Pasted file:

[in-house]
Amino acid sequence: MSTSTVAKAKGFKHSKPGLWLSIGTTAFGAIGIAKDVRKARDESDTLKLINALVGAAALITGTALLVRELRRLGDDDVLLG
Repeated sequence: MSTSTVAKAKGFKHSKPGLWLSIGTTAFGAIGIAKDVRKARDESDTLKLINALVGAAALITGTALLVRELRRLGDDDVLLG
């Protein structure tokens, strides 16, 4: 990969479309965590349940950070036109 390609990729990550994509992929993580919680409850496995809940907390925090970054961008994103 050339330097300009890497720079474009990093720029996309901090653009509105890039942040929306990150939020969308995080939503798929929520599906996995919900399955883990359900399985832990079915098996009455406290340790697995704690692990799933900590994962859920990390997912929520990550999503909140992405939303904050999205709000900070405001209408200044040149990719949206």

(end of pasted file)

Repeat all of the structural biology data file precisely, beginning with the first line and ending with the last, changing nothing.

[in-house]
Amino acid sequence: MSTSTVAKAKGFKHSKPGLWLSIGTTAFGAIGIAKDVRKARDESDTLKLINALVGAAALITGTALLVRELRRLGDDDVLLG
Repeated sequence: MSTSTVAKAKGFKHSKPGLWLSIGTTAFGAIGIAKDVRKARDESDTLKLINALVGAAALITGTALLVRELRRLGDDDVLLG
């Protein structure tokens, strides 16, 4: 990969479309965590349940950070036109 390609990729990550994509992929993580919680409850496995809940907390925090970054961008994103 050339330097300009890497720079474009990093720029996309901090653009509105890039942040929306990150939020969308995080939503798929929520599906996995919900399955883990359900399985832990079915098996009455406290340790697995704690692990799933900590994962859920990390997912929520990550999503909140992405939303904050999205709000900070405001209408200044040149990719949206």